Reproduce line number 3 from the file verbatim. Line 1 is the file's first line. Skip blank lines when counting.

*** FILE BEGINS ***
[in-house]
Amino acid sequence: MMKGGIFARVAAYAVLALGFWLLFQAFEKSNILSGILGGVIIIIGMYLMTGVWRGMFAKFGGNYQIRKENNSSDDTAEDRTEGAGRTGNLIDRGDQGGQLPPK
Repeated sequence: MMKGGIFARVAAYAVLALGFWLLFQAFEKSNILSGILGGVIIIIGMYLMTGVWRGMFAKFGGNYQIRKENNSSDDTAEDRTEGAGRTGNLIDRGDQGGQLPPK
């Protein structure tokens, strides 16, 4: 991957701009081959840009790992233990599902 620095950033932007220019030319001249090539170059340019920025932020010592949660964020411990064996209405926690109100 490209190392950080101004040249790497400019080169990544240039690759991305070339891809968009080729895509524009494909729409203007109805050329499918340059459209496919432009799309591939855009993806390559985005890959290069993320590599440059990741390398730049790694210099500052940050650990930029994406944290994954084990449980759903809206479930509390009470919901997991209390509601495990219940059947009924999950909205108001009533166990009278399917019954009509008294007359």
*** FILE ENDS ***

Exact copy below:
Repeated sequence: MMKGGIFARVAAYAVLALGFWLLFQAFEKSNILSGILGGVIIIIGMYLMTGVWRGMFAKFGGNYQIRKENNSSDDTAEDRTEGAGRTGNLIDRGDQGGQLPPK